4.12.2 Dynamic and Static Procedures

All Prolog procedures are classified as being either static or dynamic procedures. Static procedures can be changed only by completely redefining them using the Load Predicates (see ref-lod). Dynamic procedures can be modified by adding or deleting individual clauses using the assert and retract procedures.

If a procedure is defined by loading source code, then it is static by default. If you need to be able to add, delete, or inspect the individual clauses of such a procedure, then you must make the procedure dynamic.

There are two ways to make a procedure dynamic:

A procedure is declared dynamic by preceding its definition with a declaration of the form:

:- dynamic :Pred

where Pred must be a procedure specification of the form Name/Arity, or a sequence of such specifications, separated by commas. For example,

:- dynamic exchange_rate/3, spouse_of/2, 

where ‘dynamic’ is a built-in prefix operator. If Pred is not of the specified form, then an exception is raised, and the declaration is ignored.

Note that the symbol ‘:- ’ preceding the word ‘dynamic’ is essential. If this symbol is omitted, then a permission error is raised because it appears that you are trying to define a clause for the built-in predicate dynamic/1. Although dynamic/1 is a built-in predicate, it may only be used in declarations.

When a dynamic declaration is encountered in a file being loaded, it is considered to be a part of the redefinition of the procedures specified in its argument. Thus, if you load a file containing only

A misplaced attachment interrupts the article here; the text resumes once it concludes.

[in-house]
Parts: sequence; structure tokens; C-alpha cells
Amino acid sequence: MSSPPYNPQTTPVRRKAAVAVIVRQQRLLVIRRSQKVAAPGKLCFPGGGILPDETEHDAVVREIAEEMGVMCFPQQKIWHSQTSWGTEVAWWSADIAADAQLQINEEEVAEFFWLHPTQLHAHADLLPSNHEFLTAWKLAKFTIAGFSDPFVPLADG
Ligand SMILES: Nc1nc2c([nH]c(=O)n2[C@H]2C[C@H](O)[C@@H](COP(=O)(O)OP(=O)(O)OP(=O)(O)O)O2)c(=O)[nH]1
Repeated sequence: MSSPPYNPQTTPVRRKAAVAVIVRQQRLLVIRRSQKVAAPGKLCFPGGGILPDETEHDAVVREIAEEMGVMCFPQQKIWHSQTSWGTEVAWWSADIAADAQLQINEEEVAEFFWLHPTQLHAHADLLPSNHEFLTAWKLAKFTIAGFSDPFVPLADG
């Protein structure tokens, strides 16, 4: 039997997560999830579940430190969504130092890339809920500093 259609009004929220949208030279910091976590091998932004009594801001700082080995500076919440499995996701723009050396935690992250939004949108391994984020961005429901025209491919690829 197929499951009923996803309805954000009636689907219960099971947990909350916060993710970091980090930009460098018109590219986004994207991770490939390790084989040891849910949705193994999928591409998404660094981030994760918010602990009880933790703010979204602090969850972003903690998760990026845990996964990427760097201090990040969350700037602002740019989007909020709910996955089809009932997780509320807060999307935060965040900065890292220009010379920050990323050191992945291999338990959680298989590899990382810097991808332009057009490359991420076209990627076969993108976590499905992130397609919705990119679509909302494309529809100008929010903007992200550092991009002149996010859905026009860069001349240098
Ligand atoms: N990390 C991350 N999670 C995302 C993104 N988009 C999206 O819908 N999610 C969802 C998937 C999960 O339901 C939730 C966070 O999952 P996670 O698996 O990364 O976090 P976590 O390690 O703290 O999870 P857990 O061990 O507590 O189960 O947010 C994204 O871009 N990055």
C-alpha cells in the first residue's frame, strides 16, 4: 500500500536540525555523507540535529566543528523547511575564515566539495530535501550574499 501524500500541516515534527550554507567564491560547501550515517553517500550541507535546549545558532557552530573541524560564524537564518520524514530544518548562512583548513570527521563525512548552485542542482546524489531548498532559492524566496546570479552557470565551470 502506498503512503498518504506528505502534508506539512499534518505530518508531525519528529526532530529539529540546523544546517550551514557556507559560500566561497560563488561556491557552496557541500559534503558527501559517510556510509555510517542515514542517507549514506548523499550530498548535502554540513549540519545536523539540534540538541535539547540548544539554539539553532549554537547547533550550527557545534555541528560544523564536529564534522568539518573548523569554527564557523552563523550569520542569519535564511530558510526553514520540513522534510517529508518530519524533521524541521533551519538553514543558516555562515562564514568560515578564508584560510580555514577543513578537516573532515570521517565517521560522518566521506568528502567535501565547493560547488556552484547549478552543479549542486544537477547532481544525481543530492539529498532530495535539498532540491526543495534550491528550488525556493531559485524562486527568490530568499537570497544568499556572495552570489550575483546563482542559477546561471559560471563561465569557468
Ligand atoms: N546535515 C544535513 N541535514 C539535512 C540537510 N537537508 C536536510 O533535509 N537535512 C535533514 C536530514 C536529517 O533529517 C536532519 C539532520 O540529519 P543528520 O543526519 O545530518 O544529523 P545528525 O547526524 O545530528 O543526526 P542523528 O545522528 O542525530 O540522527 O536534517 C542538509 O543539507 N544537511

:- dynamic hello/0

then the effect will be to remove any previous definition of hello/0 from the database, and to make the procedure dynamic. You cannot make a procedure dynamic retroactively. If you wish to make an already-existing procedure dynamic, then it must be redefined.

It is often useful to have a dynamic declaration for a procedure even if it is to be created only by assertions. This helps another person to understand your program, since it emphasizes the fact that there are no pre-existing clauses for this procedure, and it also avoids the possibility of Prolog stopping to tell you there are no clauses for this procedure if you should happen to call it before any clauses have been asserted. This is because unknown procedure catching (see Undefined Predicates) does not apply to dynamic procedures; it is presumed that a call to a dynamic procedure should simply fail if there are no clauses for it.

If a program needs to make an undefined procedure dynamic, then this can be achieved by calling clause/2 on that procedure. The call will fail because the procedure has no clauses, but as a side-effect it will make the procedure dynamic and thus prevent unknown procedure catching on that procedure. See the Reference page for details of clause/2.

Although you can simultaneously declare several procedures to be dynamic, as shown above, it is recommended that you use a separate dynamic declaration for each procedure placed immediately before the clauses for that procedure. In this way when you reload the procedure using the editor interface, you will be reminded to include its dynamic declaration.

Dynamic procedures are implemented by interpretation, even if they are included in a file that is compiled. This means that they are executed more slowly than if they were static, and also that they can be printed using listing/0. Dynamic procedures, as well as static procedures, are indexed on their first argument; see Indexing.

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